I’m using Audacity 2.0 on Windows 7
I use the noise removal filter all the time. It removes the background noise whenever they’re not speaking, but if there’s a lot of background noise it always sounds like a wave is flowing over the microphone whenever they start talking. Is there a way to remove the white noise from their voice as well as from the background?
I’m working on a video involving two people from two different locations. My audio was recorded with a Snowball microphone and I ran my usual compression and noise removal to even out the audio and get what little bit of noise there was out. But the second person’s audio has a lot of white noise that needs to be gone to avoid the wave sound effect and for us to have matching audio.
I know he could just rerecord his lines, but I’d rather not make more work for him.
Noise Removal can work well when there is constant low level noise, but if the noise level is high then that is a much harder problem. Getting the “best” results is all about compromise. For it to not sound weird (metallic, bubbly, watery, swooshy, robotic) you will probably have to settle for leaving some noise and just “reducing” (rather than “removing”) the noise.
Try pushing the “Sensitivity” control up to about 8 and lower the “Noise Reduction” setting. Increase the “Frequency smoothing” a bit (try around 500 Hz) and reduce the “Attack/decay” to 0. You will find that these settings will tend to lower the overall volume level, so you may need to apply a little “Amplification” after running Noise Removal. Experimentation is vital, but don’t expect great results - there’s good reason to use a good microphone and a quiet recording room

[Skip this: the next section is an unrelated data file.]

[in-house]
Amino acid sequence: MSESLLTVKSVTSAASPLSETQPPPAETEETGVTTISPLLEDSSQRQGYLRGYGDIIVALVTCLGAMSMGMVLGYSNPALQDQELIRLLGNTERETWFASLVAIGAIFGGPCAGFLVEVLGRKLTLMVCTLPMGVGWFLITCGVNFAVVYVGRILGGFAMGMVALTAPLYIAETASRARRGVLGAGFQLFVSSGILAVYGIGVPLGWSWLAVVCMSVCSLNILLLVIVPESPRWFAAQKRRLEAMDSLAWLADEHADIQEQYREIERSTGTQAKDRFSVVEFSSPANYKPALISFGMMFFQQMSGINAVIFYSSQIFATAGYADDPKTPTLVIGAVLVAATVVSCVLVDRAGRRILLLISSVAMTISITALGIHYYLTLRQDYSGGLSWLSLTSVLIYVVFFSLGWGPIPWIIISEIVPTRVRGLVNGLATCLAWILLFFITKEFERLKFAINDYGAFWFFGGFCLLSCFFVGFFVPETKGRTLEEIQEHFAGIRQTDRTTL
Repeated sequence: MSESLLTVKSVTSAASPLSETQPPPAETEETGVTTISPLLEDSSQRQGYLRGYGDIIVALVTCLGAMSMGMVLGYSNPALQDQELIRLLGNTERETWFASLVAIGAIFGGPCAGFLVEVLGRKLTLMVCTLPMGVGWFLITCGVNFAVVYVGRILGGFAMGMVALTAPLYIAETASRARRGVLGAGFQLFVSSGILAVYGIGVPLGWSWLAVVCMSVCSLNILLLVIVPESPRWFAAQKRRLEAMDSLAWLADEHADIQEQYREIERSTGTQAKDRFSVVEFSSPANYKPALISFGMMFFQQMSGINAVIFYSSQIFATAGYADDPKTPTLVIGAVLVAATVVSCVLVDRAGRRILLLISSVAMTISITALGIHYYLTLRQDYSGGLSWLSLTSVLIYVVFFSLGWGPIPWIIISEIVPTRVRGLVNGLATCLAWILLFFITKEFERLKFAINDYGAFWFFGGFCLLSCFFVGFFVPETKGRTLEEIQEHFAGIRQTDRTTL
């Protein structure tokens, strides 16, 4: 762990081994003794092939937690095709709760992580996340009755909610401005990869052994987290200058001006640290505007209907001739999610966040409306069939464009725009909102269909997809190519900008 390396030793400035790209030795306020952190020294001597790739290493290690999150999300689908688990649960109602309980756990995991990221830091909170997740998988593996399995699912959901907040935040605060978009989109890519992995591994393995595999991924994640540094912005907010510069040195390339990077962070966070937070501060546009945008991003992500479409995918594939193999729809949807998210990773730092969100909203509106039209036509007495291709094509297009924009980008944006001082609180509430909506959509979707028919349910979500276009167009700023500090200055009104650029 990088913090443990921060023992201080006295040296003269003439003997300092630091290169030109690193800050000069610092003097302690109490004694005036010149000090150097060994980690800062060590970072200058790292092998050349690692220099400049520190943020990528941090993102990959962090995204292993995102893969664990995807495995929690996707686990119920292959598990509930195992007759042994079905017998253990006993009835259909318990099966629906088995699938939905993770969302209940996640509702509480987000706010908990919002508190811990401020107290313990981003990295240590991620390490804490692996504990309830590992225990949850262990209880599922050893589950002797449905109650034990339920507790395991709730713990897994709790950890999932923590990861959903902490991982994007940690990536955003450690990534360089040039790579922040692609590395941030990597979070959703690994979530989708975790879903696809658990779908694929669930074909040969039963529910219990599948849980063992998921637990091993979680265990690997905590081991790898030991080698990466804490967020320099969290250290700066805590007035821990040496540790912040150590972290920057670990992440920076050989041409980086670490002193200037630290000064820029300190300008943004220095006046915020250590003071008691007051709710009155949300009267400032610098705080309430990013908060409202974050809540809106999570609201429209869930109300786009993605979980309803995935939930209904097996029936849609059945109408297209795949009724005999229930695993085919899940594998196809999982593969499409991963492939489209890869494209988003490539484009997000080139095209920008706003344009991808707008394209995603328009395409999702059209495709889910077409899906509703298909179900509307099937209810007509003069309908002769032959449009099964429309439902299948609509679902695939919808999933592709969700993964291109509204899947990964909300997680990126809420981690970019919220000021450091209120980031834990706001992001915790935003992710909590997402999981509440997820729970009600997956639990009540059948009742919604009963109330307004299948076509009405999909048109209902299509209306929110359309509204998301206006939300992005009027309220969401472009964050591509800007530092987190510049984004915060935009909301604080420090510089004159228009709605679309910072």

I’ll try this, thank you very much! Will report back if I have no luck with it and I’ll have a sound clip ready for testing.
Hiss and “white noise” is almost impossible to manage because of the way Noise Removal works. You let it sniff pure noise and it generates custom filters to remove that noise from the show. Piece of cake, right? Hiss and White Noise contain all frequencies. So you are asking Noise Removal to remove all sound from the show.
OK, maybe not a piece of cake.
The only thing you have left is the trick of stopping the filter from working during voices. If the noise is bad enough, this gives you hissy voices over velvety silence. You are urged strongly not to shoot for perfection. It’s tempting to crank noise reduction up as far as it will go, but that’s a recipe for honky, bubbling sound. Best to sneak the correction in and stop when the valuable show sound starts to get damaged, whether or not the background is silent.
Noise Reduction is a violin, not a switch, and yes, it pays enormously to shoot sound perfectly during the live performance.
Snowballs work OK for desk announcing and other presenter jobs, but I wouldn’t pick one of those for video work. the best you can do is cardioid – receiving sound from the sides and front (a little sloppy) and very little from the back. You can reduce the sensitivity with the -10 switch, but you can’t ever increase it. That gives you the hiss if you have a low volume performance. That’s also one of the shortcomings of a USB microphone.
Shotguns are good. Very sharply directional with good volume and sensitivity – and only from the front. This is an extreme, crazy example from Hollywood, but you get the idea.
You would assume the sound might be compromised with this technique, but This American Life uses a shotgun for all its NPR face-to-face first person interviews – and not one of the crazy expensive ones, either.
I know people who do this. I need to hit them up for a picture.